The threat posed by Phyllis’s potential corruption was severe enough that Molly wanted her best investigator on the case.
She lifted a document and a single key from the desk. She hoped she was wrong, suspected she was not, and was determined to find out the truth.
“This spreadsheet has the user ID and password for every member of the staff. This key opens every door in the building. I do not want to influence or bias your investigation, so I will not tell you what I suspect. You have full authority and discretion. I hope it will be sooner, but I need an answer by Monday morning.”
Saturday, 10:22 am
Twelve hours of looking at files and reading reports and I was stumped. Molly was suspicious. She was nobody’s fool, so there was something I was missing. I re-opened the client invoices. Still no red flags. I decided I needed to take a different tack.
I filtered and sorted the invoices by frequency and dollar amount. Three clients stood out—outliers. I printed the information for those clients, grabbed my bag, and headed out. I didn’t want to leave phone records, in case Molly’s accomplice theory was true. For the same reason, I set a couple minor Nancy Drew-ish and major CSI-type traps before I left.
The first name on the list wasn’t at home. “He had a ten o’clock tee time,” said the snoot answering the door, pronouncing every letter in o’clock like a Hooked on Phonics recording. Wallace Thurgood had racked up a ginormous bill with Phyllis, and I wanted to know why. But, not being a big fan of golf, I moved on.
Elizabeth Ahrens was home and willing to talk with me. Her invoices had stuck out as being incredibly small. She explained that she had hired Phyllis to run “background checks on home care nurses for my mother, then Momma died anyway, so there—” I cut her off and asked for copies of the invoices. After a long story about her momma, I finally got them. And, well, shit—there was a problem.
Jade Overby, the last on my short list, talked a lot less, but when I saw her bills, I sped to the golf course. If Jade had been overcharged that much, how much had Phyllis bilked out of Mr. Thurgood?
I met Wallace at the thirteenth hole, told him Phyllis had been in an accident and I was following up on some of her cases. He described the work he had been having her do: complete investigations into each of the five (five?!) women that Wallace was considering marrying. I thanked him for his time, told him we’d be in touch, and left. His bills were legit.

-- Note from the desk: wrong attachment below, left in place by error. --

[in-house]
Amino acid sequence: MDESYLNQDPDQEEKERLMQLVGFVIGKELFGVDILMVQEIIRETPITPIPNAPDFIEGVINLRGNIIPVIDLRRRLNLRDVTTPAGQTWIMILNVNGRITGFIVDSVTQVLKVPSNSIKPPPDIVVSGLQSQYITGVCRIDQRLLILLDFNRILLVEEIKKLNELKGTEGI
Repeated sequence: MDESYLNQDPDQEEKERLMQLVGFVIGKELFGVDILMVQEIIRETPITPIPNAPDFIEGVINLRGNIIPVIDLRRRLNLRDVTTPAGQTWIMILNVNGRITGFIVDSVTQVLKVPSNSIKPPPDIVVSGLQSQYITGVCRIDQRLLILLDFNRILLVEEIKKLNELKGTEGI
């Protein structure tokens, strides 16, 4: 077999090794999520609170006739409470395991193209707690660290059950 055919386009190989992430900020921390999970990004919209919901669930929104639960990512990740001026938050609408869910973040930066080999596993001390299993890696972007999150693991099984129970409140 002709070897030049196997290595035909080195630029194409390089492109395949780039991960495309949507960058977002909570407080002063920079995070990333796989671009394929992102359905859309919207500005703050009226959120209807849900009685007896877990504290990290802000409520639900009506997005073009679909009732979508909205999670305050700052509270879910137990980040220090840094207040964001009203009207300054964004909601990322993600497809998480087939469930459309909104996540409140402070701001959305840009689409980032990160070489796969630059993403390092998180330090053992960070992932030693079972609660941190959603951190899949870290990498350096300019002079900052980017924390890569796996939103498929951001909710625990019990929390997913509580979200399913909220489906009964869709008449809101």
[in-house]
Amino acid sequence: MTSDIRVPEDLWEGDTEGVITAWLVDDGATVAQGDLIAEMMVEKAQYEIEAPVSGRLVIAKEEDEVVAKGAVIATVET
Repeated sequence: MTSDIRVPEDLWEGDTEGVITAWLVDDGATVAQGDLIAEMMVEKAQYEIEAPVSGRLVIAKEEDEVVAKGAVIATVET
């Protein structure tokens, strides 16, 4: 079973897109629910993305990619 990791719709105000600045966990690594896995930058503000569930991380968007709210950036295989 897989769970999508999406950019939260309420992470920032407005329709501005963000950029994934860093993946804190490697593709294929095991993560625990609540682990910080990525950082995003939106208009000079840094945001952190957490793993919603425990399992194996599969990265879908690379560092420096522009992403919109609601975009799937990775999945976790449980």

I knew I had a lead, but my brain was mush. I headed home and crashed for a few hours.
Sunday, 6:49 am
When I got to the office, I found that my traps had been tripped. Someone had been here. Because I am a wiz at this detectiving stuff and had sanitized the workspace, I was able to grab a set of prints from Phyllis’s desktop. I ran them through the employee files and –zilch. Her accomplice wasn’t one of us. I checked the files on her computer, compared them to the copy I had made, thought about the differences, re-checked my notes. “Booyah!” Then, somberly, “damn.”
I had to tell Molly. But first, I had to calm down a little.
I put the windows down and the radio up. I was pissed off.
Pissed because, while I knew the what, when, and how, I didn’t know the who or why. I didn’t know what it would take to find out, but we would.
I glanced in the rearview. A blue sedan had been back there since I left the firm. I wasn’t so sure it was a coincidence.
Sunday, 5:30 pm
Molly paced her spartan apartment. Where was Jackie?
She had suspected that Phyllis had been manipulating invoices; she contemplated Jackie’s terse message. “Bad news,” she’d said, “She’s ripping you off—clients, too. Big time. There’s more. It’s not good. Tell ya when I see ya.”
That was hours ago.
She was anxious. She replayed Jackie’s message. Molly heard the strain in Jackie’s voice but thought there was a touch of fear, too. She fretted, wondered if there was danger in Jackie’s discovery. What had she found? Why wasn’t she here yet?
She dialed. “The customer you are trying to reach…”